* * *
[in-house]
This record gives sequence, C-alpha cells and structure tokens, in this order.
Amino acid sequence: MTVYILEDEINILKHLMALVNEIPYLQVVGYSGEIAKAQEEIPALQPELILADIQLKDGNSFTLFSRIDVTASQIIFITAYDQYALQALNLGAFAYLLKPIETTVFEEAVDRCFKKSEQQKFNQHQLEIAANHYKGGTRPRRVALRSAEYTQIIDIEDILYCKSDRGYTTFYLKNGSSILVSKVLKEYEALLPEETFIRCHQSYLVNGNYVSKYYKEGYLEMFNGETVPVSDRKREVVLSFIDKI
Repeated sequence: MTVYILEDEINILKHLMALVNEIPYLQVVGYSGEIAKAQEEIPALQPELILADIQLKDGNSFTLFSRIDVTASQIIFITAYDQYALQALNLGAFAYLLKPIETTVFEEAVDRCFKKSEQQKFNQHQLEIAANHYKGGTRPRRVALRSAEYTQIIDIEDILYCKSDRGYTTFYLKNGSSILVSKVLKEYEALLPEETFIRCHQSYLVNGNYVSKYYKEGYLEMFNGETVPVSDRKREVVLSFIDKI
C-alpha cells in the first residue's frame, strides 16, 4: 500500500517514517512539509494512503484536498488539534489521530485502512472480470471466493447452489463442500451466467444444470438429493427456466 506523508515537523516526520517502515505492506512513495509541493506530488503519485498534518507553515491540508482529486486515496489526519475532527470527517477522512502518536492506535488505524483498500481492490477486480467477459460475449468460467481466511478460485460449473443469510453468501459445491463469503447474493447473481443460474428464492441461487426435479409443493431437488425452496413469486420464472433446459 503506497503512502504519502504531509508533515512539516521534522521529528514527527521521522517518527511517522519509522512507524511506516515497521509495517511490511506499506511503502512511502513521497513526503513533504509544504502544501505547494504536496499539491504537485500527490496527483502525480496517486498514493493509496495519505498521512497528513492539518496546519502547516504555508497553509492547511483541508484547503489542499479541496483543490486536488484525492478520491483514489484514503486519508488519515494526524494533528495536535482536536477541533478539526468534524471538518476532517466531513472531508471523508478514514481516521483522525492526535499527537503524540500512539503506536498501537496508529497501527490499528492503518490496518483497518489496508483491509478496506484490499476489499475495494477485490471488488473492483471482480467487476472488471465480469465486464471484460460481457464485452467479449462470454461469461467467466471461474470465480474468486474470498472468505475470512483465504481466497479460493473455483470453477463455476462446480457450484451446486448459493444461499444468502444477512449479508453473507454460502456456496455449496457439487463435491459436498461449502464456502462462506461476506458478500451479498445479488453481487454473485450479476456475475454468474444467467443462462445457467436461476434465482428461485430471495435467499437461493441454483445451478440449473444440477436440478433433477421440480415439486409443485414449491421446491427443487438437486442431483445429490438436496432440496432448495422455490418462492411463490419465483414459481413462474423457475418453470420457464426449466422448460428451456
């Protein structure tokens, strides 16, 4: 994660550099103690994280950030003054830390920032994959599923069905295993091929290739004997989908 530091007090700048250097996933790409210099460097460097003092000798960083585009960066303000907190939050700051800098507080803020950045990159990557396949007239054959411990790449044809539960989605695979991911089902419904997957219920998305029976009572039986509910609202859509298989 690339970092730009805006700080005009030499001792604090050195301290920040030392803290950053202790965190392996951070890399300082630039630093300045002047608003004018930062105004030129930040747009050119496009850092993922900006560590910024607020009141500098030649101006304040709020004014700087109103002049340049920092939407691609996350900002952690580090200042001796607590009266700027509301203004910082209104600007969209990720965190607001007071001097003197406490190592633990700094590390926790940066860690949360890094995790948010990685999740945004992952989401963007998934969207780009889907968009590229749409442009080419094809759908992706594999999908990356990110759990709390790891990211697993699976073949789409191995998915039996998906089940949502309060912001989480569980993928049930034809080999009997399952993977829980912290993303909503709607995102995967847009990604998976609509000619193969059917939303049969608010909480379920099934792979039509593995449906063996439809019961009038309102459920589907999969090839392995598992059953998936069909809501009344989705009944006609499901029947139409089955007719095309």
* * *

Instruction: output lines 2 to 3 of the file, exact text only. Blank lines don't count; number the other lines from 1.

This record gives sequence, C-alpha cells and structure tokens, in this order.
Amino acid sequence: MTVYILEDEINILKHLMALVNEIPYLQVVGYSGEIAKAQEEIPALQPELILADIQLKDGNSFTLFSRIDVTASQIIFITAYDQYALQALNLGAFAYLLKPIETTVFEEAVDRCFKKSEQQKFNQHQLEIAANHYKGGTRPRRVALRSAEYTQIIDIEDILYCKSDRGYTTFYLKNGSSILVSKVLKEYEALLPEETFIRCHQSYLVNGNYVSKYYKEGYLEMFNGETVPVSDRKREVVLSFIDKI